By the evening of 6 May 2007, the French presidential election to replace Jacques Chirac was over and the right-wing candidate of the bourgeoisie, Nicolas Sarkozy, was victorious over the ‘socialist’ candidate of the bourgeoisie, Segolene Royal.
The policies of both candidates (and their respective parties) differ very little, both being anti-immigration, pro-imperialist enemies of the working classes. In fact, the only policy difference between them seems to be that the ‘socialist’ Royal is committed to helping small farmers more – but the small farmers apparently are far too conservative either to vote for a woman or to vote for a person who calls herself socialist.
So why was the candidate projected as ‘Thatcherite’ favoured by the French bourgeoisie over the ‘Blairite’? One can only imagine that they want someone to front a straightforward fight with the working class.
Despite their reputation for militancy, the French working class are no better led than their British counterparts. Both are still tied to the misleading ideology of social democracy (a tie that revisionists posing in both countries as communists are eager to defend and strengthen) and, like their fellow workers across the English Channel, are still hostile to genuine Marxist-Leninist ideology (perhaps not quite to the same extent, since the study of politics is not so repugnant to them as it seems to be to many British workers).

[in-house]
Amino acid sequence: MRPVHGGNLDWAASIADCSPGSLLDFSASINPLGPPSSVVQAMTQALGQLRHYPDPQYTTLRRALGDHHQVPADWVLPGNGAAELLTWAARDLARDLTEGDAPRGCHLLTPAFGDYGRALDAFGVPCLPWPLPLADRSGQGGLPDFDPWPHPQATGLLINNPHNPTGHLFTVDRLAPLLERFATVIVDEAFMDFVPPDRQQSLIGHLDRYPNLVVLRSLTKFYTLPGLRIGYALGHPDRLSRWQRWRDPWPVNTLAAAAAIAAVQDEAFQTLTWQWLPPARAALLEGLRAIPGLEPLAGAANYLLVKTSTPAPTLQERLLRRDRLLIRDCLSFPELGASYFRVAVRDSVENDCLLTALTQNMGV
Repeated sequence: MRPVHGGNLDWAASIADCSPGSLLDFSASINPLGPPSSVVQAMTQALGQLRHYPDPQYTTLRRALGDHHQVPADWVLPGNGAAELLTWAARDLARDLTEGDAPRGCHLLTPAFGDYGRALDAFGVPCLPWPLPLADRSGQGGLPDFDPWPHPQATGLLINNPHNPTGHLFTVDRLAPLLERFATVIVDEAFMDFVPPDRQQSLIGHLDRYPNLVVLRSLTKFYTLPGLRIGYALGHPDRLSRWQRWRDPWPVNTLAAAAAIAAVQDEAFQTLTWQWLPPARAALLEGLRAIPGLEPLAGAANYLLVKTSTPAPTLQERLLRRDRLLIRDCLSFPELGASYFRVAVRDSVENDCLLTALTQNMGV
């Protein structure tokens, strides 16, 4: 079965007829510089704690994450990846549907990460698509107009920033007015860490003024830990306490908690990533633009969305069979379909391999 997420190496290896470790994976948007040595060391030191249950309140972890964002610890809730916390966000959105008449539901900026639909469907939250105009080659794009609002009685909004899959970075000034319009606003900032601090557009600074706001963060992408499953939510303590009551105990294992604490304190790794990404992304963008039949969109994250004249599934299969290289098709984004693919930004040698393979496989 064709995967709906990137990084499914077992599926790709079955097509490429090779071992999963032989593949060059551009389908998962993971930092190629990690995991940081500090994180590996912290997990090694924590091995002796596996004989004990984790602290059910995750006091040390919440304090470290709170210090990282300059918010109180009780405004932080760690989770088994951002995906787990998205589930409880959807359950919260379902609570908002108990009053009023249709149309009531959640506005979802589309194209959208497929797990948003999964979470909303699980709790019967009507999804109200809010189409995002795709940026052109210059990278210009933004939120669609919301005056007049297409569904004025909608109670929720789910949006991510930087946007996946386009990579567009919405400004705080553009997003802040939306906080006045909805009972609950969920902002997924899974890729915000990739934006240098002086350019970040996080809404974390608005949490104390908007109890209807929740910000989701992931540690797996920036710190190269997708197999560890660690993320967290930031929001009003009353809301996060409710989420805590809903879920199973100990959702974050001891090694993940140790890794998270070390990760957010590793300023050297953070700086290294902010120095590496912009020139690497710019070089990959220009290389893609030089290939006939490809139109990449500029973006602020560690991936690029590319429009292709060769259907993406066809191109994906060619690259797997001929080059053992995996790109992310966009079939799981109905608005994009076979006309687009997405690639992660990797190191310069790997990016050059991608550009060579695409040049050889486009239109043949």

In both countries, workers allow themselves to be duped into believing that foreign/immigrant workers are a major cause of their problems, for example. However, the French worker is still prepared to take to the streets to defend jobs and civil rights, and it is this spirit of spontaneous militancy (which even extends into the ranks of the petty bourgeoisie in France) that the French bourgeoisie wishes to break.
How far they are successful will depend on whether or not the French workers can finally throw off their social-democratic leaders, combat the opportunism within their ranks, reject racism and learn that only through socialism can they, and indeed all, workers hope to free themselves from the wage slavery and exploitation that they presently endure.
There are some big battles looming and some interesting times ahead and we must hope that the proletariat of France, along with the proletariat of Britain and other nations, start to see who are their true enemies are and who their true allies, regardless of nationality, race or colour.